Why your creative must be respective of gender

Gender is a sensitive topic – one that society is renegotiating across social, cultural, political and commercial spheres. Definitions of gender have progressed, and within the marketing industry, high profile initiatives such as the Unstereotype Alliance and Gender Equality Measure have been established to work to eradicate harmful gender-based stereotypes. There are varying levels of action by brands, yet our research finds many have not kept pace with change. However, there are some examples of best practice that shine through.

Kantar’s 2019 “Winning With Women” research explores how financial institutions can build trust and empower confidence with women across Southeast Asia. At a summit with the financial services industry, Diageo’s marketing and innovations director Neil Skinner provided a powerful cross-sector insight about how and why the Smirnoff brand supports diversity in dance music.

Despite my personal involvement with house music for the past 25 years, I had never really given much thought to how much every DJ-set and festival line-up favours male DJs and artists – that’s until I saw Annie Mac’s face on Smirnoff’s “Equalising Music” campaign. I guess sometimes you need it “in your face” to make you realise the obvious.

Inclusive communication insights are paramount and I took that “in-your-face” approach by playing current financial services commercials that reveal the starkly apparent trend of non-inclusive creative. Facial coding techniques measured how men and women experience advertising in different ways and the results were intriguing. One attendee (a female marketing director at an investment bank) confessed, “After having seen these, I feel horrible about what ads we’ve been putting out there for the past few years.”

Distinct lack of screened and validated creative despite gender equality progression

Based on eight currently-aired ads tested from Malaysia, Indonesia, Thailand and Singapore, there are three common pitfalls clearly identified within financial services advertising across Southeast Asia – pitfalls that all sectors can learn from.

1. Stereotyping

It exists – a lot, especially when it comes to gender roles in the household – and women are completely disengaged with brands that stereotype family roles in their advertising. One particular ad tested showed mum holding the shopping basket with her husband proudly producing his credit card and making the payment. It performed very weakly among its female audience with little potential to positively impact the brand in-market.

And although you would say that intuitively this all makes sense, Kantar’s 2019 AdReaction study reveals that globally 77% of women feel the way they are represented in advertising is completely out of touch. Having said that, it is encouraging for us to know that the ads that portray women in a more progressive way tend to be more successful overall.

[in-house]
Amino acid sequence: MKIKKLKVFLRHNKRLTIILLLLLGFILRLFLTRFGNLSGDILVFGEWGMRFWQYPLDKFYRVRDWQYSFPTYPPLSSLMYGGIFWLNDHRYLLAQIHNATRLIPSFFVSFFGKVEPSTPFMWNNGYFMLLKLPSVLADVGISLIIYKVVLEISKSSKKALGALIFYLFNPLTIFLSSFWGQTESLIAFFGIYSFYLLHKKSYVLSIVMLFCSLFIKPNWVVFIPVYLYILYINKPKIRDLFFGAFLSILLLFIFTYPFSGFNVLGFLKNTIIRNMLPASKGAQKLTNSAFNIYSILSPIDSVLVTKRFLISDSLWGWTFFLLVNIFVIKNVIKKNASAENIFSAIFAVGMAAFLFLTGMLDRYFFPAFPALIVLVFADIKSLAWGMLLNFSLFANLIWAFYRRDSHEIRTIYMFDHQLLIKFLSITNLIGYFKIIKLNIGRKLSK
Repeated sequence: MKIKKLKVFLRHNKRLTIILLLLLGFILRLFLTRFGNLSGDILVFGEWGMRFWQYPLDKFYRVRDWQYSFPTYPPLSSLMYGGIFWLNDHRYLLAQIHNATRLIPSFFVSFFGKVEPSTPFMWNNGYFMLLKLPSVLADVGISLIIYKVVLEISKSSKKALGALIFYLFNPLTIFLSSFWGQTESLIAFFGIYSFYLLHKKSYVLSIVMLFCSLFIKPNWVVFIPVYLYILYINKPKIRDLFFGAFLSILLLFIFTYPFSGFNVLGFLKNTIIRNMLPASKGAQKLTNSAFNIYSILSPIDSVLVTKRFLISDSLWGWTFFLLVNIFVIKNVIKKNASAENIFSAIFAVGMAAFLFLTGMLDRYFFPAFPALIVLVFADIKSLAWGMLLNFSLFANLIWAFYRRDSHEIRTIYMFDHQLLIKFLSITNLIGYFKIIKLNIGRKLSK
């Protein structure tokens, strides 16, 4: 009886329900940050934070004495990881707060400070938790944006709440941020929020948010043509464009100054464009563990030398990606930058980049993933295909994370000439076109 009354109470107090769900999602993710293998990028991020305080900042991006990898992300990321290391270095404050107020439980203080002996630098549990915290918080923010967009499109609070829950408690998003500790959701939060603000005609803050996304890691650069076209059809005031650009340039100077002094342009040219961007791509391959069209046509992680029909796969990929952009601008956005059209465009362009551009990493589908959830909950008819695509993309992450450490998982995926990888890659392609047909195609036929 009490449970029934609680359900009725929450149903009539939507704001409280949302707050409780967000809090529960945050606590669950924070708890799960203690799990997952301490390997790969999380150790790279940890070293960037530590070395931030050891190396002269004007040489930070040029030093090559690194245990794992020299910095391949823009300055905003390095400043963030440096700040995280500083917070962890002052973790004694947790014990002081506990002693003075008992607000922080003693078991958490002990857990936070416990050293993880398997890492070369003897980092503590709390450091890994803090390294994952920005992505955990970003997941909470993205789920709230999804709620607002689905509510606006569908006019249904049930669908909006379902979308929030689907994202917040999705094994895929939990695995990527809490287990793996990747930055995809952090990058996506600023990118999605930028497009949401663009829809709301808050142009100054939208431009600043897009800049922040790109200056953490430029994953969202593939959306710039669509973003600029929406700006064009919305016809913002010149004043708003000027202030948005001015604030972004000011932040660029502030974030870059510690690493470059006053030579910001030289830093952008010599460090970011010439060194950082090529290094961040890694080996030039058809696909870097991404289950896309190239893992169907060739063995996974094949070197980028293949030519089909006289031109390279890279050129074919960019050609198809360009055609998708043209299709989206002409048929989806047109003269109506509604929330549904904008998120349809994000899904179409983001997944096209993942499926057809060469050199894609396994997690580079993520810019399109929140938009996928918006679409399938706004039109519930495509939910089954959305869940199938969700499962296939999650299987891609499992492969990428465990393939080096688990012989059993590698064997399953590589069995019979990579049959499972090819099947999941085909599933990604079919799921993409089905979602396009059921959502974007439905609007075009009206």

2. Using humour to cover (up) sensitive topics

Another ad we reviewed addresses ageing and preparing for retirement and used a not-so-old looking female protagonist addressed as “auntie”. Male viewers didn’t engage with the creative at all, while females showed signs of disgust every time the “a-word’” was used. It ultimately performed significantly weaker among females  for whom it was primarily intended!

Yet, it’s not all bad. There are examples of ads, such as the one from Thailand’s Krungsri Bank titled “Bestfriend”, males and females both having fun in a much more playful and positive manner. This approach makes advertising better at generating short-term sales and long-term brand equity.

3. Focusing on females doesn’t have to alienate your male customers

There were plenty of comments from marketers stating they are reluctant to make ads designed for women because of concerns they would alienate their core male audience. However, when we tested ads featuring a female protagonist, this didn’t happen at all. Female-focused advertising can still positively impact a male audience.

For example, an ad for Siam Commercial Bank uses a female celebrity to promote a credit card geared to women. Even though women engage more as intended, it still performs well among males.

It’s time for us all to think and do better with our creative

After my run-in with Smirnoff’s “Equalising Music” campaign, I have pledged to actively include more music from female producers in my upcoming DJ-sets. Equally, I am looking forward to the progression from our financial services marketers – and indeed the wider creative industry – to drive better gender representation in their advertising and brand campaigns. You will definitely avoid these three pitfalls going forward, won’t you?

The writer is Marc L’Amie, creative domain leader at Kantar’s Insights Division in Singapore.

(Photo courtesy: 123RF)